Regarding viruses, for reasons probably partly identical involving alkalinisation by chloroquine of the phagolysosome, several studies have shown the effectiveness of this molecule, including against coronaviruses among which is the severe acute respiratory syndrome (SARS)-associated coronavirus

We'll see. It doesn't sound like a cure, but a treatment would be good too. Especially a cheap one like this.

But wait until this replicates before celebrating.

I used to have some pills left over after a bout of malaria over 40 years ago, which I kept around in case of a recurrence--malaria is infamous for those. I think I threw them out decades ago.

Tuesday, March 17, 2020

Status Updated

I've got a bad cold, and would be at home even without the telecommuting mandate. (I'm also the OOD this week.) However, my temperature is low--as usual: 98.6 is just a population average.

UPDATE: Oops. It seems that just as different medications can interact, so can different diseases. Bottom line: I spent quite a bit of time in ER and under observation, but the best the docs came up with is a two-fer combo deal. Though, out of an abundance of caution, I was also tested for COrVID-19(*) and must self-isolate for a few days until the results come back.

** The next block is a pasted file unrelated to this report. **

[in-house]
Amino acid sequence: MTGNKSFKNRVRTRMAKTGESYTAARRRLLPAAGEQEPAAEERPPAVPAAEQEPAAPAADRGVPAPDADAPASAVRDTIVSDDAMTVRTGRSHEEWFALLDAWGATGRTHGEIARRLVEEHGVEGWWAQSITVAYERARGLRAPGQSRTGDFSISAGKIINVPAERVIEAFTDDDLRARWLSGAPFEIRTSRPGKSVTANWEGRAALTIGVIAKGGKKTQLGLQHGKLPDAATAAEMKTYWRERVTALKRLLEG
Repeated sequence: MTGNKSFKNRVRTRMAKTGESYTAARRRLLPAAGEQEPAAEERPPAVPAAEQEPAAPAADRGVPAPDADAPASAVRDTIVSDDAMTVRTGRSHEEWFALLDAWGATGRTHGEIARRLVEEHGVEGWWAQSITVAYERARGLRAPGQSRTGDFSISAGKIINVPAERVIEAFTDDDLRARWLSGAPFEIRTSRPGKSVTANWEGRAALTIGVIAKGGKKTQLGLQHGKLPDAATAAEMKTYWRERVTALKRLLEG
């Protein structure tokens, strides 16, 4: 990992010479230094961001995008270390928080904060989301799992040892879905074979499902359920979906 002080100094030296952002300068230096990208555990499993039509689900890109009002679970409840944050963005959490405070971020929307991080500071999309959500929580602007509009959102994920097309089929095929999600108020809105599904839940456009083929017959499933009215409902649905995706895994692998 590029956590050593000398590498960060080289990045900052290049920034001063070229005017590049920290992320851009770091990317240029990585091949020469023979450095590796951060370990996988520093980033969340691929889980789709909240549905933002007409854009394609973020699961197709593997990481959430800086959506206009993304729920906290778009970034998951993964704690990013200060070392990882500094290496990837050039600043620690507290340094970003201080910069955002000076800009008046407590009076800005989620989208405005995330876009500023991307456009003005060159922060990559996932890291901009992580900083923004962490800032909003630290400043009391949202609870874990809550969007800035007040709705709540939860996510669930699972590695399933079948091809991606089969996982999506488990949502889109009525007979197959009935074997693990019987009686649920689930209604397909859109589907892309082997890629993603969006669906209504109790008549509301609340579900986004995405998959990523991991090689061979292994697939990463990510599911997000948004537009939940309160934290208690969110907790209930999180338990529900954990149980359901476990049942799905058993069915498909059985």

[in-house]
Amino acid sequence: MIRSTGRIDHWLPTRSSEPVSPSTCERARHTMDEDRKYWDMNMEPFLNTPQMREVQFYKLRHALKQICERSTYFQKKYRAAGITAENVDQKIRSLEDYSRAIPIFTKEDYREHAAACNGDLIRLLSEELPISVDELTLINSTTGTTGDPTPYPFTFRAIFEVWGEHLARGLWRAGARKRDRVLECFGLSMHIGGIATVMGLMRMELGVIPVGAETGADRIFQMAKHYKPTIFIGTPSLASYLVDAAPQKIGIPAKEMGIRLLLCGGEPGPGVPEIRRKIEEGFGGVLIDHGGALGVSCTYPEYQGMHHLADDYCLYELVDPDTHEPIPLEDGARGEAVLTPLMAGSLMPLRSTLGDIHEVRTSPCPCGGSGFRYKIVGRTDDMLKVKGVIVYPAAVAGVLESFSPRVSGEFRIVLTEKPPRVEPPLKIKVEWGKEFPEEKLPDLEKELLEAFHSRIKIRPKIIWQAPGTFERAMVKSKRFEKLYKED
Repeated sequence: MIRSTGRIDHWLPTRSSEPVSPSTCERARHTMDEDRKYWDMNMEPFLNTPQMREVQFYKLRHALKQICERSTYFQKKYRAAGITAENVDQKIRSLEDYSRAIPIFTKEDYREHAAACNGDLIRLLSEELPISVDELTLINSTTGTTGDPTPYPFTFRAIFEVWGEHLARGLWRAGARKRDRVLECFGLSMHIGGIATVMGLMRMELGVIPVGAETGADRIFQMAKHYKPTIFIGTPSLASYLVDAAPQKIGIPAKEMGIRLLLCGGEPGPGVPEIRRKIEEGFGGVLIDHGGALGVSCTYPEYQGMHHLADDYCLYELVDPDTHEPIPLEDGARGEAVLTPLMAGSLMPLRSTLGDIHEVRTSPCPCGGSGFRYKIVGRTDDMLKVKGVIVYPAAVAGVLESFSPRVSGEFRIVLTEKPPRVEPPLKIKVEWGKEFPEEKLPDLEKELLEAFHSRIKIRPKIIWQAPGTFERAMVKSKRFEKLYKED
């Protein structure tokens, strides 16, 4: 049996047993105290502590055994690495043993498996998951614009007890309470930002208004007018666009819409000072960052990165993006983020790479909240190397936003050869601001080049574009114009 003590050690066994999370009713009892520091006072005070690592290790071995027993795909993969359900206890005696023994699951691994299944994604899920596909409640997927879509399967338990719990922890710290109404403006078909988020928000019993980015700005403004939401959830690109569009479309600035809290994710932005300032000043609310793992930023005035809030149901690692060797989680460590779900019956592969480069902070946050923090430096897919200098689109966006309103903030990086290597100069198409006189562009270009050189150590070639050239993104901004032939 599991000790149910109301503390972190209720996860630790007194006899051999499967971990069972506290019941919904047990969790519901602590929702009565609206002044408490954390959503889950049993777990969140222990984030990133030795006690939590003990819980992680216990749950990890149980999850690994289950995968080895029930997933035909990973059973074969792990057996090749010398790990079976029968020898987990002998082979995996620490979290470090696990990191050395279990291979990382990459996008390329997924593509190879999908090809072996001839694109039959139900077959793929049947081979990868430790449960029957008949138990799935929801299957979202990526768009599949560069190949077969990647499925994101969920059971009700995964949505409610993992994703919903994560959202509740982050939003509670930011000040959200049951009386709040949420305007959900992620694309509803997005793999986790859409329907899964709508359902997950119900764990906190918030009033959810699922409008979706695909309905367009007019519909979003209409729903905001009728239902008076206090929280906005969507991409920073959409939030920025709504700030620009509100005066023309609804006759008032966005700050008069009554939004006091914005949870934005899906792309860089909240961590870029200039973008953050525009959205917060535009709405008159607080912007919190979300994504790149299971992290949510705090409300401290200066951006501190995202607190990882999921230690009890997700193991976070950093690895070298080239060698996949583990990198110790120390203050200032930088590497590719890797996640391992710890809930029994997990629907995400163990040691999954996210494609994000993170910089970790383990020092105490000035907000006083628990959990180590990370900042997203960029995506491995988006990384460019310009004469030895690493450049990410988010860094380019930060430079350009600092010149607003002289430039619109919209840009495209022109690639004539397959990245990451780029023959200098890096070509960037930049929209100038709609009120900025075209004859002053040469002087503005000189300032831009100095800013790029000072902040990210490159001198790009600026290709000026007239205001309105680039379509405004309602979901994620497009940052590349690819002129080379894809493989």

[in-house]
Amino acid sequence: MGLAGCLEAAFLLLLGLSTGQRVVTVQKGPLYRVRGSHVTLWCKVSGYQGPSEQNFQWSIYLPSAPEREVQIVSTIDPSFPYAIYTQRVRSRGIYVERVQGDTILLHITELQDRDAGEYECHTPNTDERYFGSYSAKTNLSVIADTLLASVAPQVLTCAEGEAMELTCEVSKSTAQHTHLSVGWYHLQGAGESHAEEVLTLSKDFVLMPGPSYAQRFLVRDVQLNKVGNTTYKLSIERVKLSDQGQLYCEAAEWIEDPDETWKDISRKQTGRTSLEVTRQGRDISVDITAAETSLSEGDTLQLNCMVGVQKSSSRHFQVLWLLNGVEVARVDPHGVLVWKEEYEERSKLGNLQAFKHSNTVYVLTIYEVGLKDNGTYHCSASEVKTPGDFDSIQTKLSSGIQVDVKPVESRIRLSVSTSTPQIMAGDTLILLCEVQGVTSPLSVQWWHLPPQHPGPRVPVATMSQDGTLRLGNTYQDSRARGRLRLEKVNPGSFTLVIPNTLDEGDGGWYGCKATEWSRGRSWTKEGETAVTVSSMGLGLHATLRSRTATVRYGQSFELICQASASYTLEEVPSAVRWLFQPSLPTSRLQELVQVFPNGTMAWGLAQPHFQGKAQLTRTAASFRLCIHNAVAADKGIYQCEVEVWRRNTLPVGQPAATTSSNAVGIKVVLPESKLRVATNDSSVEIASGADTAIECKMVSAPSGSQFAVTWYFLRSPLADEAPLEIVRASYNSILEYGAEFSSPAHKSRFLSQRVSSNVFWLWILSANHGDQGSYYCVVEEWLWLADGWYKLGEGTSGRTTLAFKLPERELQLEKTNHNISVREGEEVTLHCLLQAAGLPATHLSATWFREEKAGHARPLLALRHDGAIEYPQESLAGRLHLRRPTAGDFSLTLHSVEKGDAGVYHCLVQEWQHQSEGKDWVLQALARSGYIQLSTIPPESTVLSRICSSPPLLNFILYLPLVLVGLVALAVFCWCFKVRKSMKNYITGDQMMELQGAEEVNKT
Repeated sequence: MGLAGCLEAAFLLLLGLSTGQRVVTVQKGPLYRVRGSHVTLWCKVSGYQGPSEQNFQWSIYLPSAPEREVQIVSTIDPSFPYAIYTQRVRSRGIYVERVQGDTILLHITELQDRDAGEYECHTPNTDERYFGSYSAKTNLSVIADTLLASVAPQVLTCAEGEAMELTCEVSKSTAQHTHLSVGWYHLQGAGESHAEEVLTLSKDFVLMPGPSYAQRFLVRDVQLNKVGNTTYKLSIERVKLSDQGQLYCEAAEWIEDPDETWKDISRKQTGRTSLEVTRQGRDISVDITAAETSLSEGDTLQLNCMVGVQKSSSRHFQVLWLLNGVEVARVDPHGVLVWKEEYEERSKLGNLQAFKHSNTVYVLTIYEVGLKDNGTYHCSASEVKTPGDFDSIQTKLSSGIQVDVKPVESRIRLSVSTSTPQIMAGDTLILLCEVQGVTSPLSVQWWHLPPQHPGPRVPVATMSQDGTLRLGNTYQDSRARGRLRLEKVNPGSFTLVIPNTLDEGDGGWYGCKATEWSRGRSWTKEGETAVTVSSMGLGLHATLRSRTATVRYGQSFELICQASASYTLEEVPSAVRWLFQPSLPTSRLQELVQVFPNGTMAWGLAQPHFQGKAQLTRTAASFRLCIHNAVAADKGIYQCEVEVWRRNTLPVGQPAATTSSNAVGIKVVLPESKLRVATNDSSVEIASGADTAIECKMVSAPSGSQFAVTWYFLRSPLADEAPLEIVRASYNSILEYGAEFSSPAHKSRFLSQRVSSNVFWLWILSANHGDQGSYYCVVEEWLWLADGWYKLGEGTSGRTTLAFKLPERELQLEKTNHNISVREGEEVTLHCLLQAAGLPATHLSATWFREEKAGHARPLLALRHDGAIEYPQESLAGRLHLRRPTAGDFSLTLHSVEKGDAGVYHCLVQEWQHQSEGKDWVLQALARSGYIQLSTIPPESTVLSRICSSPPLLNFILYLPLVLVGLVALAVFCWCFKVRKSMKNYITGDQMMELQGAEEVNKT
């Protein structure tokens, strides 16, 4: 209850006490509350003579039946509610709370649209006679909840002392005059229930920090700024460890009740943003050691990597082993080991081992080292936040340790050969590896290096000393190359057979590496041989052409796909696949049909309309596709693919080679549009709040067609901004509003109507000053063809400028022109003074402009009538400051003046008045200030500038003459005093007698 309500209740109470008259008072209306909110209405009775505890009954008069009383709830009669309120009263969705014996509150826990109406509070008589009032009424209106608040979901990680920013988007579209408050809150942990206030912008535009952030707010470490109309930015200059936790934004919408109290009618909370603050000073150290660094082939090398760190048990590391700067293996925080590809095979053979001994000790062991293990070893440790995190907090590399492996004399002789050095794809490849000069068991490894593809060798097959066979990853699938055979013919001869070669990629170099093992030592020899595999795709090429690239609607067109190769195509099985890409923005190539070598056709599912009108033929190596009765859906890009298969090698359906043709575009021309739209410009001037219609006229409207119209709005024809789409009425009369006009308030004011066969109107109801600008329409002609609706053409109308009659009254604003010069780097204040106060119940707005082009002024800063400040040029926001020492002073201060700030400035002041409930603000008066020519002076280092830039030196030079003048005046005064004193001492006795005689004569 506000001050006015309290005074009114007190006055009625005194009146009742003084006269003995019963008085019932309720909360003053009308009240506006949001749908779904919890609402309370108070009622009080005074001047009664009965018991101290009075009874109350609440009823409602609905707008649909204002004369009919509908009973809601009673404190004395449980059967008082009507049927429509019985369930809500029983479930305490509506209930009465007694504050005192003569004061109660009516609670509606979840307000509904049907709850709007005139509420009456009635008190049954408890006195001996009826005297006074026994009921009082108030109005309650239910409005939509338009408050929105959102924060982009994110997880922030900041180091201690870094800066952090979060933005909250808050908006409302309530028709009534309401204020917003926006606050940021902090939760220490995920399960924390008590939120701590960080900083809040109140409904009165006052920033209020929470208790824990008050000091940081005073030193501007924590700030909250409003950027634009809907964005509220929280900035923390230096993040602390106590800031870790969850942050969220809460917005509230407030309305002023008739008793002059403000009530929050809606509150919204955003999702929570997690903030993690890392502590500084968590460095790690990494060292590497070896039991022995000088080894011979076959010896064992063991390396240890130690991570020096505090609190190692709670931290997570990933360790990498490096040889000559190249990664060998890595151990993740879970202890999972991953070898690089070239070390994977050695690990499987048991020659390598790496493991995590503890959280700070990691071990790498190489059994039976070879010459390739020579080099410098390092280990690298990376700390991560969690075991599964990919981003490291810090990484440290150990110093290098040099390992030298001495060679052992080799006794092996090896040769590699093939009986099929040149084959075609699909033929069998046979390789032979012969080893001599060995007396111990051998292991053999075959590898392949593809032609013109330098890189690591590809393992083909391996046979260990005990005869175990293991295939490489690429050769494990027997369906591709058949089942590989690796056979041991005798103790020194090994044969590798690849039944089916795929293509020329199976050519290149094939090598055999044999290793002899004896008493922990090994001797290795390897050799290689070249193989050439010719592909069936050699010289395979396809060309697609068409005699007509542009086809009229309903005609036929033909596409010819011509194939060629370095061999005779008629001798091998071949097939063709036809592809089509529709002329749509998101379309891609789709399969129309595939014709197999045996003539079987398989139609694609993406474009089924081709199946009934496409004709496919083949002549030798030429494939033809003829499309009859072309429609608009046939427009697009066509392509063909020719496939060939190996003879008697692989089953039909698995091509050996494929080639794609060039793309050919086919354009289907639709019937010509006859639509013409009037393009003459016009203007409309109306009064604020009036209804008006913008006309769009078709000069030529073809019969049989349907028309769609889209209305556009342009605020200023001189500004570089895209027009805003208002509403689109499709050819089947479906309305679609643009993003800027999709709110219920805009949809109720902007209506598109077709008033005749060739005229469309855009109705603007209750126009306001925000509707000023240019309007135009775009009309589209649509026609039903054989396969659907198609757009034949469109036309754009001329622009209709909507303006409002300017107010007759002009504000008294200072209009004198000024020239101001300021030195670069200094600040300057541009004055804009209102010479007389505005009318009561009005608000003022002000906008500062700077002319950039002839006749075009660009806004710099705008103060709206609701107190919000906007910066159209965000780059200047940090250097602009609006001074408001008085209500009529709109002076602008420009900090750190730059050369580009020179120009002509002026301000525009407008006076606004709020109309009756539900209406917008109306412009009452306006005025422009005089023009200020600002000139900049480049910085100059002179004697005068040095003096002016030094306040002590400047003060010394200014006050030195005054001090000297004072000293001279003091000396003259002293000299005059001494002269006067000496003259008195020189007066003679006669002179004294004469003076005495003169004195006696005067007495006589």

Strange to think that the most dangerous place I stayed was probably the isolation room at the hospital. Negative pressure sucks air into the room from the hall, and we know sick people go through there. Well, maybe the ambulance was risky too--traffic accidents are always possible.

(*)I'm sorry, but I always think of ravens when I see that term.

Sunday, March 15, 2020

Remote participation

Playing baseball without fan noise would be weird. They could do it, of course--they practice all the time--but the fans give the game more "energy" and put something more than just game stats at stake.

Suppose MLB created an app that let you watch the game if you liked (this already exists, of course), but with the option of signaling your approval/disapproval in real time.

This would have to be with "buttons"--no way could the network or the servers handle the bandwidth from live-streaming 10,000 fan voices. But when the boo/yay/hit!/miss! tallies arrived at the server, it could drive the appropriate volumes of fan noise into large speakers around the stadium.

The players would get fan feedback and encouragement in real time, the fans would get to feel like they're doing something--and hear the noise that results, and MLB could rake in a little extra money for the app as well.